1. The first page is a follow-up to support the Build Background Vocabulary part of the lesson.
  2. The second page supports content and discussion from the AOWL activities. Oral vocabulary development is supported with a shared writing activity.
Download sample workbook


Handouts are reproducibles that support lesson content. They often include patterns for students to cut out and manipulate.

Download sample handout

AOWL Cards

AOWL (Academic Oral and Written Language) Cards offer visual scaffolding to make language and vocabulary understandable with the display of realistic photos. These images allow students to hear the corresponding words and make connections to the visuals.

Each card includes a target question. Students choose one of the three images to answer the question using a complete sentence.


  • Question: Which animal frightens you?
  • Response choices: lizard, cat, mouse
  • Response: A lizard frightens me.
Download sample AOWL cards


The Teacher Guides for Grade 2 and Grade 3 include a 2-page assessment at the end of each of the 28 units. The first page is a reproducible for students to complete. The second page is the teacher answer key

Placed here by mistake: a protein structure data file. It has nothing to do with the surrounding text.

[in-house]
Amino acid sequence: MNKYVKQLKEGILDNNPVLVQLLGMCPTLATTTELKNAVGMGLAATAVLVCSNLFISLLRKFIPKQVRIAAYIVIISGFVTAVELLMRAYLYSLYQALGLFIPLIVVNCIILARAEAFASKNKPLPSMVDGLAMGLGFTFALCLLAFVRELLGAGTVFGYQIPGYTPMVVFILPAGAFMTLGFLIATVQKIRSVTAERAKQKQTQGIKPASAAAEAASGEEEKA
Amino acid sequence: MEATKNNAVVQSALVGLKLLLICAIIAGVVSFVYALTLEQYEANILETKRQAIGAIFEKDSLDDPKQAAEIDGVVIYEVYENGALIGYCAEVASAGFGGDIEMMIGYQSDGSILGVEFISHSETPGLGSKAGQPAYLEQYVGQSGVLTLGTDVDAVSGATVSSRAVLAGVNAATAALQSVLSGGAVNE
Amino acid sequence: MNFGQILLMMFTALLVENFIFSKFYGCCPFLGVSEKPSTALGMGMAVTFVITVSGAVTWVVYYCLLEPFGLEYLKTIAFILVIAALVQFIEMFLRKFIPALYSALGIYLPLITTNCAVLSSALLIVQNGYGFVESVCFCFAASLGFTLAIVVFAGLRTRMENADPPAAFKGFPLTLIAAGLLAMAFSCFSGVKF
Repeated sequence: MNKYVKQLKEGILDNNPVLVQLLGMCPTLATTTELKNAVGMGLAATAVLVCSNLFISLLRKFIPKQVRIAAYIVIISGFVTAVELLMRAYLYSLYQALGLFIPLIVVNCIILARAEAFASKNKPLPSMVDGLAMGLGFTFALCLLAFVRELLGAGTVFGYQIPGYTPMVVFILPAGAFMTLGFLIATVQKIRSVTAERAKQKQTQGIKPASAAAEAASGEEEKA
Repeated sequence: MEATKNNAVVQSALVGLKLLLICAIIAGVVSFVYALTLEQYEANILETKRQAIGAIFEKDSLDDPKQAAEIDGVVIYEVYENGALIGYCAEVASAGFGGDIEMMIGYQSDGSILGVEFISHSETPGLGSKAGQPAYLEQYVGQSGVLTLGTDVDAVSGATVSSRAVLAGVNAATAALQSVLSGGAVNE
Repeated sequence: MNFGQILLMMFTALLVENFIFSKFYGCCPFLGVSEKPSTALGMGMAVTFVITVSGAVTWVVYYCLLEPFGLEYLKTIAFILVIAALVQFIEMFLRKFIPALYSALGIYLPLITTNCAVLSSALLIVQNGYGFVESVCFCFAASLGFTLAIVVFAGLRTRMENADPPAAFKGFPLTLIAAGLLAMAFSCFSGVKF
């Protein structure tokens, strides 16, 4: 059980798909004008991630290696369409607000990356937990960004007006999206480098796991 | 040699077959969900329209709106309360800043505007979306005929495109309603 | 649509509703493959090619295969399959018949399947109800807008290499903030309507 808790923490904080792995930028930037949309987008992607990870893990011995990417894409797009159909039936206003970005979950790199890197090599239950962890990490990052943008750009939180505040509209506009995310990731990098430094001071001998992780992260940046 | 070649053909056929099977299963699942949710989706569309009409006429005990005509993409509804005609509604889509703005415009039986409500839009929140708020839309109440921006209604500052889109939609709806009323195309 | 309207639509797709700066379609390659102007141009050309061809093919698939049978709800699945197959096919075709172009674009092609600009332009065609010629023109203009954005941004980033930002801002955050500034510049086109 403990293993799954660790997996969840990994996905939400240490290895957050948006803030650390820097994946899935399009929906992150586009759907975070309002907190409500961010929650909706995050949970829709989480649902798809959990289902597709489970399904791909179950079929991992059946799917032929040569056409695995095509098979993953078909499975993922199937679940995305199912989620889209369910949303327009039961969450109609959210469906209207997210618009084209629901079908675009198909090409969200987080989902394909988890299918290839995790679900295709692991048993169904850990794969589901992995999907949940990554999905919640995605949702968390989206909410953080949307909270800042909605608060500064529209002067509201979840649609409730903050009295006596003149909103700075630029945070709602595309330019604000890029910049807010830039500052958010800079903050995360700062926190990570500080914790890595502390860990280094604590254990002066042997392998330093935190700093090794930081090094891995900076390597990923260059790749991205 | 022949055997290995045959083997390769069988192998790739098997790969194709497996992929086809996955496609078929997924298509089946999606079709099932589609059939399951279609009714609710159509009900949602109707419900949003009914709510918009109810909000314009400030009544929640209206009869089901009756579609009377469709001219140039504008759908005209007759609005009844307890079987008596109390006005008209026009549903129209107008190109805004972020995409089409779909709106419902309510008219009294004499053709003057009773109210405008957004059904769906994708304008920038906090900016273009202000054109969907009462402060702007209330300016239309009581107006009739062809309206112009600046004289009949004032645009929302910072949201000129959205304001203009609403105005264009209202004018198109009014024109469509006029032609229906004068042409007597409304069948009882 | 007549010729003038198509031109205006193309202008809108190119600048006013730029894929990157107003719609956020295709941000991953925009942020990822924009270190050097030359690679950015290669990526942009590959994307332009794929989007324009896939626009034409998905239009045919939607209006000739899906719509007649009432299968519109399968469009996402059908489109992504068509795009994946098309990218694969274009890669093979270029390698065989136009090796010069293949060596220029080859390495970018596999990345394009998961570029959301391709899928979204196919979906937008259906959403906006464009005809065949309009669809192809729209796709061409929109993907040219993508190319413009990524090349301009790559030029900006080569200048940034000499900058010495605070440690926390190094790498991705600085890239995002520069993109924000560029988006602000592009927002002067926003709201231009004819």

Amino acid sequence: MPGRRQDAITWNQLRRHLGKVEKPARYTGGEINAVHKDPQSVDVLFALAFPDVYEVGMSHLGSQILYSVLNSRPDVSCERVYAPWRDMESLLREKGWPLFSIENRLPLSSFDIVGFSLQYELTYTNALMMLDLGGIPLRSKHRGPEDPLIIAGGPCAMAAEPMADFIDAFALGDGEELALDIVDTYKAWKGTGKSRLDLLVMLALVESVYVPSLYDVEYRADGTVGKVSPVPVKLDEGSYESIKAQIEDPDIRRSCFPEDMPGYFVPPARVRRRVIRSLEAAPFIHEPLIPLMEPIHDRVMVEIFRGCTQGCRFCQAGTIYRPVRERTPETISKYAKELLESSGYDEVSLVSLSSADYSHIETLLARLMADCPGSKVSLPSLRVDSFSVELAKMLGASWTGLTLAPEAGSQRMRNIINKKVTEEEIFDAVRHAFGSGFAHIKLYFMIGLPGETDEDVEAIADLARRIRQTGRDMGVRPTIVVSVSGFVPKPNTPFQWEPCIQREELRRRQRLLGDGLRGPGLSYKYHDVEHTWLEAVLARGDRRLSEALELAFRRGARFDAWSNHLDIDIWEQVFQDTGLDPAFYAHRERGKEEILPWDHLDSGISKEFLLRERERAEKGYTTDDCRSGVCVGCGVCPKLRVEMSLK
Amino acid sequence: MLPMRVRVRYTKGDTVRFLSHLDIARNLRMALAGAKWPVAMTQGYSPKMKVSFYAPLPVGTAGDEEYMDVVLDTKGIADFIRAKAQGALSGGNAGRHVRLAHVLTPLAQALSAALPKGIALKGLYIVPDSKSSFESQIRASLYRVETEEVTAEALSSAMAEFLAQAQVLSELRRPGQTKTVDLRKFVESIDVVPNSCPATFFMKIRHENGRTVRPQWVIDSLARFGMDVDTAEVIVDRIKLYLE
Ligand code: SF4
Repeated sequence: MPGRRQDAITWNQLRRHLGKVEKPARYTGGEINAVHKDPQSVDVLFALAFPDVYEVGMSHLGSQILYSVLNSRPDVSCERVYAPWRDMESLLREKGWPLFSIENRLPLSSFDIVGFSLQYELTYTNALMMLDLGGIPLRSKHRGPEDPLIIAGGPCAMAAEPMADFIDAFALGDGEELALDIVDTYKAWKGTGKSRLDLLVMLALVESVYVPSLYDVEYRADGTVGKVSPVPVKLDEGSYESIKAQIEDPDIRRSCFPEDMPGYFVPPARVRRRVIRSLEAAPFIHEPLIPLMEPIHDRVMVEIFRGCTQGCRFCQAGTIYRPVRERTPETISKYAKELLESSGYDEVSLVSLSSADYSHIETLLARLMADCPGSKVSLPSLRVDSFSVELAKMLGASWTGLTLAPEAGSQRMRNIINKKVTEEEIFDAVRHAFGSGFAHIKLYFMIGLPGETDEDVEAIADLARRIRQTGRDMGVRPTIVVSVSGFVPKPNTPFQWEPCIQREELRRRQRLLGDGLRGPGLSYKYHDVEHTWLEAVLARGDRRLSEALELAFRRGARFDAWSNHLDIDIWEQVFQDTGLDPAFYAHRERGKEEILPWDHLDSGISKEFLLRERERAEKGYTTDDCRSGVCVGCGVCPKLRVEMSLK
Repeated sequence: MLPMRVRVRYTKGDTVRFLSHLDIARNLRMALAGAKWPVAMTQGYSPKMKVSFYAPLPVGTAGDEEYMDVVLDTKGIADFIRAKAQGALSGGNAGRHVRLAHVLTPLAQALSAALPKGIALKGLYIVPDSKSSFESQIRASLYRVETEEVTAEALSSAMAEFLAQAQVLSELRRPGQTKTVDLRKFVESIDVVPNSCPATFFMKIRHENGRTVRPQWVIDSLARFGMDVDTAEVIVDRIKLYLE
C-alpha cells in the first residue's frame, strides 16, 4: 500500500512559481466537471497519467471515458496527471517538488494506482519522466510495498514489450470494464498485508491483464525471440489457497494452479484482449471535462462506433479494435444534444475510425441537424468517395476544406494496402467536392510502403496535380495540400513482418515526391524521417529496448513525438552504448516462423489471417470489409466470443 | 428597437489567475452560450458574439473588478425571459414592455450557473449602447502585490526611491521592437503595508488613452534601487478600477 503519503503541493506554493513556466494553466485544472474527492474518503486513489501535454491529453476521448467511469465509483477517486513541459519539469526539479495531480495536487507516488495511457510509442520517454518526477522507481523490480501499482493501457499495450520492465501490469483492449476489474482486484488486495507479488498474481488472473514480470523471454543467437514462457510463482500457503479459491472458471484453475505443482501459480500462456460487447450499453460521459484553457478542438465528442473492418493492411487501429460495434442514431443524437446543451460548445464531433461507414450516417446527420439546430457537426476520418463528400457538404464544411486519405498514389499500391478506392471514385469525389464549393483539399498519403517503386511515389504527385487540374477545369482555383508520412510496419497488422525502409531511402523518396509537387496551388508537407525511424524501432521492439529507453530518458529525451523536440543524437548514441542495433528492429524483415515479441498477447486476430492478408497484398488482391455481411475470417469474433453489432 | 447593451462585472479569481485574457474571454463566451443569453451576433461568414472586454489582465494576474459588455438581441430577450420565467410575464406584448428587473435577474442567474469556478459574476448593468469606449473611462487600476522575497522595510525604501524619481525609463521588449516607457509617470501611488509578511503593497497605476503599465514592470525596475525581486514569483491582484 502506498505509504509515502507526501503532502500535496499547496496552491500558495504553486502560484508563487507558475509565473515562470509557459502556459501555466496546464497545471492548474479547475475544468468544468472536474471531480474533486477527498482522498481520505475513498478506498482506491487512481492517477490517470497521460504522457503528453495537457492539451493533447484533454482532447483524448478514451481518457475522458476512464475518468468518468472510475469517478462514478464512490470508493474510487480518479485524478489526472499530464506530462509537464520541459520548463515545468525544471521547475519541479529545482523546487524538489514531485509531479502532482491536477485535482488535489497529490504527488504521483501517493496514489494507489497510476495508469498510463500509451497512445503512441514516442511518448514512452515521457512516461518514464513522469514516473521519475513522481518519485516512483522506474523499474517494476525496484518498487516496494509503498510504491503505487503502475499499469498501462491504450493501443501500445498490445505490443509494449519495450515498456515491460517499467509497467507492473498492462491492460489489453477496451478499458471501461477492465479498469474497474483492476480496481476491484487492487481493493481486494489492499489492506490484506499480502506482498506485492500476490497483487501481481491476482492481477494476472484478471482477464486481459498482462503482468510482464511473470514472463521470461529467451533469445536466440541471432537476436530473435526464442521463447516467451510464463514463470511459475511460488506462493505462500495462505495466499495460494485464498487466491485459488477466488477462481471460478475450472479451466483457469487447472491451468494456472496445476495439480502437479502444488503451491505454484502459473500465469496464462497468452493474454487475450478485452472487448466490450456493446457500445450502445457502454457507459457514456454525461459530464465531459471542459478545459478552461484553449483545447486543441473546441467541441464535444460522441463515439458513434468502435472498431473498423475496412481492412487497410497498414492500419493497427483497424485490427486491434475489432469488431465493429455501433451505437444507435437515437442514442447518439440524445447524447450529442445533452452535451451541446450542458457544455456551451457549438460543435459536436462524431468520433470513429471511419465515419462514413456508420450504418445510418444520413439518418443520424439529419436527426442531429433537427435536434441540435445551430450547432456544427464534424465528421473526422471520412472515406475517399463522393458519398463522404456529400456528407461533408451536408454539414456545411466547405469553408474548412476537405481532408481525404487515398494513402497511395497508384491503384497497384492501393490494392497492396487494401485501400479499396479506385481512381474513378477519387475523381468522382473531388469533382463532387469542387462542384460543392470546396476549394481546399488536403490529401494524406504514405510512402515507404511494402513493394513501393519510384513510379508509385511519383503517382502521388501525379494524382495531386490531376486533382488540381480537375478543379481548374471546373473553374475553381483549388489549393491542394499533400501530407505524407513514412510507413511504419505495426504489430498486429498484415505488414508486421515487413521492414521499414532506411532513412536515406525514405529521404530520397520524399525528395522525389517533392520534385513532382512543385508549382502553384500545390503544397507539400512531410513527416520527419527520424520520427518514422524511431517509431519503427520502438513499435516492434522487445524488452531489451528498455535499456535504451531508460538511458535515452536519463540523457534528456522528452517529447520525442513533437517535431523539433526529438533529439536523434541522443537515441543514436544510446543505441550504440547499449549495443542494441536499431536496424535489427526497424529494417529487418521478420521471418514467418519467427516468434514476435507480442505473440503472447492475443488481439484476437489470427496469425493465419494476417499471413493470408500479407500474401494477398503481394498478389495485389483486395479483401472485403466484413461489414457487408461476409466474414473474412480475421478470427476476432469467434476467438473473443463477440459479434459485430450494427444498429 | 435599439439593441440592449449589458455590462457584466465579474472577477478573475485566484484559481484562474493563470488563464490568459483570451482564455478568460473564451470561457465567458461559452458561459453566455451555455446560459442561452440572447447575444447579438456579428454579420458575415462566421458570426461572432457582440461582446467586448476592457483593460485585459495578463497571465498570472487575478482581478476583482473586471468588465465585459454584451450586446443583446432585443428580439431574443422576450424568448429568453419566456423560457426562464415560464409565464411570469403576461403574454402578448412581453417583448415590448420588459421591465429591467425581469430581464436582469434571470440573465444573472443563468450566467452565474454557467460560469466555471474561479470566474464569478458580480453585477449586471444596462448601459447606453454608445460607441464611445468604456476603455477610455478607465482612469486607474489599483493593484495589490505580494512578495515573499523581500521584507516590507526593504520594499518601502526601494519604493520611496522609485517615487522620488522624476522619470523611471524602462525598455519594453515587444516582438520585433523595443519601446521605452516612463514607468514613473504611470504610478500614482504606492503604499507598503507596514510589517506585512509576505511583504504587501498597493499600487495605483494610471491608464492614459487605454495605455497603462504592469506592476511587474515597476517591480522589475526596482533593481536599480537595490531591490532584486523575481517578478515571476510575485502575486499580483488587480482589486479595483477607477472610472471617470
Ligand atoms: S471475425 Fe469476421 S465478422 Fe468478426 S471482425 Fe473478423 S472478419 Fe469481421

Manipulatives & Supplies

Hands-on materials provide students with the opportunity to use their senses in learning. Hands-on materials vary by grade level. Examples include:

  • Magnifying glasses
  • Play dough
  • Bar magnets
  • Compass
  • Flashlights
  • Animal counters

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Matthew J. Etchells, Ph.D.

Matthew J. Etchells, Ph.D.

EOMC Director of Education Outreach, Marketing and Communications; APLUS Lead Coordinator

Tamra Walderon

Tamra Walderon

Education Outreach